Alzheimer’s Auckland has made its annual golf day a success by rolling two golf days into one. Susan Fogarty examines how the event has grown to raise NZ$153,000, with the help of corporate and community organisations.
Events are an important part of the fundraising mix at Alzheimer’s Auckland, a charitable trust founded in 1985 to provide free services to dementia affected members of the community. Based in Royal Oak, the organisation is the beneficiary of New Zealand’s biggest golf day fundraiser, which raised a net donation of NZ$153,000 for the organisation in February this year.
“The organisation is mindful of reducing dependency on grants and is always looking to expand into different income streams,” says Rosemary Ledingham, Alzheimer’s Auckland’s fundraising manager.
The event has grown significantly in recent years, despite a challenging economic backdrop. Just six years ago the event raised a net donation of NZ$20,000, but since then around NZ$750,000 has been raised in total for the organisation.
“Only a few years ago organisers found it hard to sell the last few available slots, but in the last three years the event has been a sell out with a reserve list,” explains Ledingham.
Rotary helps event tee off
The tournament, held at the Titirangi Golf course, has grown from a concept by a number of Parnell Rotarians to a corporatised fundraising event, leveraging partners to maximise participation and sponsorship.
It is now a joint effort between Alzheimer’s Auckland, Progressive Enterprises and Rotary – with all three organisations being represented on the event’s organising committee. Each organisation puts a substantial amount of time and effort in to the event’s planning and organisation.
The day consists of two separate golf competitions: with around 150 golfers teeing off in the morning, and the same number of players again taking to the course in the afternoon. Each group enjoys a formal three-course meal afterwards – lunch for the morning group, dinner for the afternoon players – which is accompanied by prize giving and auctions.
“Every participant receives a prize on the day from a total prize pool valued at more than $100,000,” explains Ledingham. “All of our suppliers who contribute sponsorship also supply products – from wine to sausages – and run fun activities throughout the day.”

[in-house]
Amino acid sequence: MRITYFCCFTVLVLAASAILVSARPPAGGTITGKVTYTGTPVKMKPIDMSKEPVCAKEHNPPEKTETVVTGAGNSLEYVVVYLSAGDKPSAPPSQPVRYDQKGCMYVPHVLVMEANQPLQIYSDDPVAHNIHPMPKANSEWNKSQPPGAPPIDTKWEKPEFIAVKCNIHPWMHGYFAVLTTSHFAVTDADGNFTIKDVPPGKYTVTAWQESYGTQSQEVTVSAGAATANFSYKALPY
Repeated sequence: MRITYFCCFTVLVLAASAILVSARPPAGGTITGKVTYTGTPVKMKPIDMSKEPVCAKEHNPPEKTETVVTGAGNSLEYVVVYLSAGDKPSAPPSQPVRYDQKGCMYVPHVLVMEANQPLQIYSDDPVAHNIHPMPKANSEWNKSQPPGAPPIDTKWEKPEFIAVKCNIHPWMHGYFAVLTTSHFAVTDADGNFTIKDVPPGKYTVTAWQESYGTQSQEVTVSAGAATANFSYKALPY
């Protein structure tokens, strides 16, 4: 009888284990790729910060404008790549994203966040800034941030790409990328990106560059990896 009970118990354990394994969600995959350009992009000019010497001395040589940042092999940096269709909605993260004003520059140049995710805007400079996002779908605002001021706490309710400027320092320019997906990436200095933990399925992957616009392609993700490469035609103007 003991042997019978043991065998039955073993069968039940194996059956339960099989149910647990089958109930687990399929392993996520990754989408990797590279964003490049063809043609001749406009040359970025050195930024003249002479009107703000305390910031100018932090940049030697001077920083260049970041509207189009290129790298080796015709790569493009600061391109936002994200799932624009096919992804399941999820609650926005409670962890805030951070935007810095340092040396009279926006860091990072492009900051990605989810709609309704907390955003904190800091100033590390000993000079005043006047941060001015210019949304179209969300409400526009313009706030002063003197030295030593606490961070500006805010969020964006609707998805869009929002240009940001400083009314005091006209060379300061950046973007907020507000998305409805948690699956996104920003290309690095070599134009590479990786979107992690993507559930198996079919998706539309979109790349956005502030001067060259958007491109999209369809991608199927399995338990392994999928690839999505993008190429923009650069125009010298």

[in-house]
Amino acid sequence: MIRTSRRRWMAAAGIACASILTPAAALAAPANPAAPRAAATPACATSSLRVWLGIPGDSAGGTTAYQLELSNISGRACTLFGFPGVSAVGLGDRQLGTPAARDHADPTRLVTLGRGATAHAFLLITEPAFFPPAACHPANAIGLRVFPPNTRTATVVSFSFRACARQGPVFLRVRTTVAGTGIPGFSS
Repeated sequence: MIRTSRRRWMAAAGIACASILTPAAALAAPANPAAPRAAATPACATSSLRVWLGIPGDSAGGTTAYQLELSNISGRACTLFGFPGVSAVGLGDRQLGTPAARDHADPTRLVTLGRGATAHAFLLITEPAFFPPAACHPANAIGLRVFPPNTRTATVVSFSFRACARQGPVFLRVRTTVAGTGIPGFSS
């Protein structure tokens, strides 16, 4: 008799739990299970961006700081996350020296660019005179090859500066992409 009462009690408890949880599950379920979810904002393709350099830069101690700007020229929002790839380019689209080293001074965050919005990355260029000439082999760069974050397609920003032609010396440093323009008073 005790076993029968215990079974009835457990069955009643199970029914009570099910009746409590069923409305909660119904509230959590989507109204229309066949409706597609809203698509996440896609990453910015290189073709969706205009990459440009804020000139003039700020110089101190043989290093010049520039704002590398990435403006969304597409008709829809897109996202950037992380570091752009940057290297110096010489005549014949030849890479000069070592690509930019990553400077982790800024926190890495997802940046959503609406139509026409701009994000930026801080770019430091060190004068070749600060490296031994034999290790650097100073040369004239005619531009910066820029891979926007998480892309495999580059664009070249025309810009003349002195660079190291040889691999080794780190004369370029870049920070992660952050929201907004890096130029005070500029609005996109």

Supermarket support puts success in the trolley
Progressive Enterprises, which owns and operates 160 Countdown supermarkets throughout New Zealand, has been the overall sponsor for the past nine years; while the Rotary Club of Parnell is the official organiser of the event. Another nonprofit was supported initially, but Alzheimer’s Auckland has been the beneficiary for the past eight years.
“It’s the team work involved between the three partners that makes the day such a success,” says Ledingham. “That and the attention to detail, planning and great effort which goes in to the day.”
Progressive Enterprises plays an important role in the day’s success by inviting suppliers to register as hole sponsors and encouraging them to register teams of four. While the initial sponsorship invite is issued by Progressive Enterprises, the follow-up is handled by Alzheimer’s Auckland – demonstrating the co-operative approach to executing the day.
“Hole sponsors have naming rights on their sponsored hole and can undertake promotional activities ‘on course’ if they wish,” explains Ledingham.
Hole sponsors hold BBQs or competitions on their sponsored hole, like battery company Energizer which parked the powerboat it sponsors on its hole and offered a drive of the boat as a prize. In 2009, a toilet roll company had planned to give away a year’s supply of toilet rolls for the longest drive on its hole, but was unable to because the tournament was rained out.
Despite the washout, that year’s event was still a success – showing the great support offered by the event’s partners. “Remember to have a Plan B,” notes Ledingham. “Rain cancelled play after six holes in 2009, but despite this the event still raised NZ$120,000.”
Reviewing to stay fresh, successful
Ledingham says while the golf day is the envy of many other event organisers in New Zealand, it is constantly reviewing and improving on the event’s format that has seen it grow so successfully. She believes attention to detail and making the event a fun experience are key elements to the day’s success.
“The last people to finish their rounds should have as good an experience as those at the beginning of the day,” she says, noting the important role Rotary volunteers play in delivering a smoothly run day. “It’s the work well prior to the day that ensures the tournament is successful.
“We also review each golf day following the event, which enables any small problems to be ironed out or areas to be improved on for the following year,” adds Ledingham.
While Ledingham knows New Zealand’s economic situation could see sponsors and supporters come and go, she believes it’s important to continuously improve and refresh the day to keep it successful. To date, economic fluctuations haven’t affected the event in any notable way.
“The event is still as popular as ever,” says Ledingham. “Perhaps the auctioneers have to work harder though!”